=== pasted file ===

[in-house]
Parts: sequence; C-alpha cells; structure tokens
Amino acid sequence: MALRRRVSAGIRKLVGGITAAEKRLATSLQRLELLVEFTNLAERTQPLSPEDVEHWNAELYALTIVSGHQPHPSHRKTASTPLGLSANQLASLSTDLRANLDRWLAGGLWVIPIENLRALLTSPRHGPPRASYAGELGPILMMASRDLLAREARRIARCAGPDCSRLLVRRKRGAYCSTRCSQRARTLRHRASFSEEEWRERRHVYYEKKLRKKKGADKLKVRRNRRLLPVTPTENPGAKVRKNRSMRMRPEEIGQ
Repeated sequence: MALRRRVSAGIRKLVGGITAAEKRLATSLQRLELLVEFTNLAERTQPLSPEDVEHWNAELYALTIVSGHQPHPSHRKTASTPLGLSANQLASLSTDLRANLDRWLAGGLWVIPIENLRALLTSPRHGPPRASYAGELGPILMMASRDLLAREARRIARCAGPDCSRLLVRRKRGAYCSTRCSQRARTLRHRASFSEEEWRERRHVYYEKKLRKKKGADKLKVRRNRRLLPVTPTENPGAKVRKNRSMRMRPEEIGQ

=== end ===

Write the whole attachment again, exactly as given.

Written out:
[in-house]
Parts: sequence; C-alpha cells; structure tokens
Amino acid sequence: MALRRRVSAGIRKLVGGITAAEKRLATSLQRLELLVEFTNLAERTQPLSPEDVEHWNAELYALTIVSGHQPHPSHRKTASTPLGLSANQLASLSTDLRANLDRWLAGGLWVIPIENLRALLTSPRHGPPRASYAGELGPILMMASRDLLAREARRIARCAGPDCSRLLVRRKRGAYCSTRCSQRARTLRHRASFSEEEWRERRHVYYEKKLRKKKGADKLKVRRNRRLLPVTPTENPGAKVRKNRSMRMRPEEIGQ
Repeated sequence: MALRRRVSAGIRKLVGGITAAEKRLATSLQRLELLVEFTNLAERTQPLSPEDVEHWNAELYALTIVSGHQPHPSHRKTASTPLGLSANQLASLSTDLRANLDRWLAGGLWVIPIENLRALLTSPRHGPPRASYAGELGPILMMASRDLLAREARRIARCAGPDCSRLLVRRKRGAYCSTRCSQRARTLRHRASFSEEEWRERRHVYYEKKLRKKKGADKLKVRRNRRLLPVTPTENPGAKVRKNRSMRMRPEEIGQ